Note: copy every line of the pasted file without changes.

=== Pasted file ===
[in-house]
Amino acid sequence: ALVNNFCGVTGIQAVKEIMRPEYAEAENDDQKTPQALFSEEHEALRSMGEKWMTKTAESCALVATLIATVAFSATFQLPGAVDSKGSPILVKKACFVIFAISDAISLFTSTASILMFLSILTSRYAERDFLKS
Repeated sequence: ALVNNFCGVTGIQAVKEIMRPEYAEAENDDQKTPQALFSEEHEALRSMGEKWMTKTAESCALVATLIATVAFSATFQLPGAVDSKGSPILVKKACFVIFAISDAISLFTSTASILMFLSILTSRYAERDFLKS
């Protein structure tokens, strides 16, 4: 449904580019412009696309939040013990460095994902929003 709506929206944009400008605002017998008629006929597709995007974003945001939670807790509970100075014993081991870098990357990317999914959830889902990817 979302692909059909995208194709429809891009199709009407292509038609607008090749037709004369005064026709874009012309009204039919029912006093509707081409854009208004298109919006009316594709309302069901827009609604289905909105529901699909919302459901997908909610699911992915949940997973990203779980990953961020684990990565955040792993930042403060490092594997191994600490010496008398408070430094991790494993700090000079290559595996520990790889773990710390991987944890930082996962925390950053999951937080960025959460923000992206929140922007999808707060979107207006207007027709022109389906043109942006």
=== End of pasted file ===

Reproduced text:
[in-house]
Amino acid sequence: ALVNNFCGVTGIQAVKEIMRPEYAEAENDDQKTPQALFSEEHEALRSMGEKWMTKTAESCALVATLIATVAFSATFQLPGAVDSKGSPILVKKACFVIFAISDAISLFTSTASILMFLSILTSRYAERDFLKS
Repeated sequence: ALVNNFCGVTGIQAVKEIMRPEYAEAENDDQKTPQALFSEEHEALRSMGEKWMTKTAESCALVATLIATVAFSATFQLPGAVDSKGSPILVKKACFVIFAISDAISLFTSTASILMFLSILTSRYAERDFLKS
């Protein structure tokens, strides 16, 4: 449904580019412009696309939040013990460095994902929003 709506929206944009400008605002017998008629006929597709995007974003945001939670807790509970100075014993081991870098990357990317999914959830889902990817 979302692909059909995208194709429809891009199709009407292509038609607008090749037709004369005064026709874009012309009204039919029912006093509707081409854009208004298109919006009316594709309302069901827009609604289905909105529901699909919302459901997908909610699911992915949940997973990203779980990953961020684990990565955040792993930042403060490092594997191994600490010496008398408070430094991790494993700090000079290559595996520990790889773990710390991987944890930082996962925390950053999951937080960025959460923000992206929140922007999808707060979107207006207007027709022109389906043109942006």